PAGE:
A soft bounce is a temporarily undelivered email. A soft bounce means that your email has reached the recipient’s email server, but it has not been able to fully deliver, and hence you will be notified of a “bounce” in an automatically generated notification.
Soft bounces are typically less troublesome than hard bounces, as they generally get resolved in a matter of hours or days when you execute a “re-send” of your email to any emails in your list that came back with a bounce the first time.
Generally, soft bounces are caused by issues relating to the recipient’s own email account, but here is a full list of reasons, to give you a better idea:
  • The user’s mailbox is full 
  • User’s mailbox is not configured correctly
  • User’s mailbox is inactive.
  • Recipient’s email server is down or offline
  • Recipient’s email server has been sent too many emails in a short space of time
  • Email message is too large (Some email servers have file size limits for attachments too).
  • Domain name does not exist (Possible typo when the user signed up to your mailing list)
  • Email message blocked due to content (Video in incorrect format for example)
  • Email message does not meet the recipient server’s policies
  • Email message does not meet the recipient server’s DMARC requirements for authentication
  • Email message does not meet the recipient server’s anti-spam requirements
  • Email message does not meet the recipient server’s anti-virus requirements
  • Email message does not meet the recipient server’s sender requirements
  • Email cannot be relayed between email servers
  • Email cannot be relayed for unknown reasons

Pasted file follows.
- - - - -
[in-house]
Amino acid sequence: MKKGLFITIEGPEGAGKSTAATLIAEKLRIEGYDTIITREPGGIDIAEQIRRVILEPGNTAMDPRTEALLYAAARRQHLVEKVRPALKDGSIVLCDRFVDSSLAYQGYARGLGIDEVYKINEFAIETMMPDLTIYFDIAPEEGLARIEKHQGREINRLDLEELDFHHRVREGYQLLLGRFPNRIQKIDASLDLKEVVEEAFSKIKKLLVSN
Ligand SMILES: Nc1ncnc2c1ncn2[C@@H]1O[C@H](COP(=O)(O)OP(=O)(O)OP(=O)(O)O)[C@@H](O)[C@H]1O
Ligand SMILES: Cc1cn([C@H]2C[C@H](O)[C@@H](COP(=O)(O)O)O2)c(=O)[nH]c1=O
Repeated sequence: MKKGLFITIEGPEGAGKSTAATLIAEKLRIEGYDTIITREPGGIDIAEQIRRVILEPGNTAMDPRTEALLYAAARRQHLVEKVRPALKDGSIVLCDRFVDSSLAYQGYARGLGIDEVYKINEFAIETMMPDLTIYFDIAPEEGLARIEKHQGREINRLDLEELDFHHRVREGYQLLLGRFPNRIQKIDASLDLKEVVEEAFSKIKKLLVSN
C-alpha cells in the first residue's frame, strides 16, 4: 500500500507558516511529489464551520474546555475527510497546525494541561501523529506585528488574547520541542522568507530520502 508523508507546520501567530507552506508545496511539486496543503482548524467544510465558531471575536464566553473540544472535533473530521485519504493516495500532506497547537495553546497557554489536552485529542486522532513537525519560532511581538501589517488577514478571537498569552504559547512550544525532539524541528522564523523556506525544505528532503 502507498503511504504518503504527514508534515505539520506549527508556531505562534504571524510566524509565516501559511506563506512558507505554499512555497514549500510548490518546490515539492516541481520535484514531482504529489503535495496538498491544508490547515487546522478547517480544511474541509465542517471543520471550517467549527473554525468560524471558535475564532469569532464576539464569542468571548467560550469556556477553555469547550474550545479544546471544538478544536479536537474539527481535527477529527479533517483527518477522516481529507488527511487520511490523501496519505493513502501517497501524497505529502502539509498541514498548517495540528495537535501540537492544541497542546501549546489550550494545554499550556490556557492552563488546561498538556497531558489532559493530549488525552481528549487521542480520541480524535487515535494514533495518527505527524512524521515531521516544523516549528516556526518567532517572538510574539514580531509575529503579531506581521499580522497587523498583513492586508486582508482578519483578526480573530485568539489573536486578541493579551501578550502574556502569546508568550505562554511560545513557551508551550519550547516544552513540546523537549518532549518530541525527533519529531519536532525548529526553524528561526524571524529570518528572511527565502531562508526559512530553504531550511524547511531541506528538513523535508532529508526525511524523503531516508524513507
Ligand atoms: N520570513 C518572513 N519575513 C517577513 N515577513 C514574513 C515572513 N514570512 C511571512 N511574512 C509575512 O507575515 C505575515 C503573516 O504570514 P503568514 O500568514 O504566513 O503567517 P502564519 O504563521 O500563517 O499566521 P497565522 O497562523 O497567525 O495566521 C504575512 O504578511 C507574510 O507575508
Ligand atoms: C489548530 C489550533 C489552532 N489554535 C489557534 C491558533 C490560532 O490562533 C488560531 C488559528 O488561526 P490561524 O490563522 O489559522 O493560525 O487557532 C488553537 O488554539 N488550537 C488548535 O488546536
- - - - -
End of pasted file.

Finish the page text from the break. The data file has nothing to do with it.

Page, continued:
How do I keep my soft bounce rate down?

Your soft bounce rate can be kept down pretty easily by taking measures both before and after you begin to send emails for your campaign. Here’s some tips to help you out
Optimise your sign up form to inform readers of who will show up as the sender for your emails, and offer a double opt-in verification. If new sign ups become aware of who you are when sending, they’ll be far less likely to mark you as spam. Too many spam warnings can cause email servers to temporarily block you from sending content to other users.
As for the double-opt in, this is your way to guarantee every sign-up is at least real. A double opt-in can send the sign-up a code or verification link to their email address, and this verifies two things – Their email is active, and they are not a robot or automatically controlled email.
Some other great tips include:
  • Cleaning up your mailing list every 6-12 months, omitting any email addresses that are duplicated, look spammy, or those that have recently unsubscribed from your mailing list.
  • Stick to a content schedule – If you keep your content flowing consistently, it can give readers more understanding as to why they signed up to your mailing list. If you intend to email your contacts weekly, you should mention this in the initial sign up form too.
  • Verify your sender domain – Although this sounds technical, it’s really not. This can be done in Mailchimp, and simply ensures mail servers note your sender profile as genuine, helping you avoid being flagged as spam too quickly.

Did you know?

  • Daily deals/coupons were found to have the lowest soft bounce rate of all industries in a 2019 survey by Mailchimp, with an average of just 0.13%.
  • We recommend you offer things like coupons and free resources in your email campaigns, as readers generally take more care into offering their email address when signing up to your content.

 


 

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https://mailninja.co/email-marketing-jargon-buster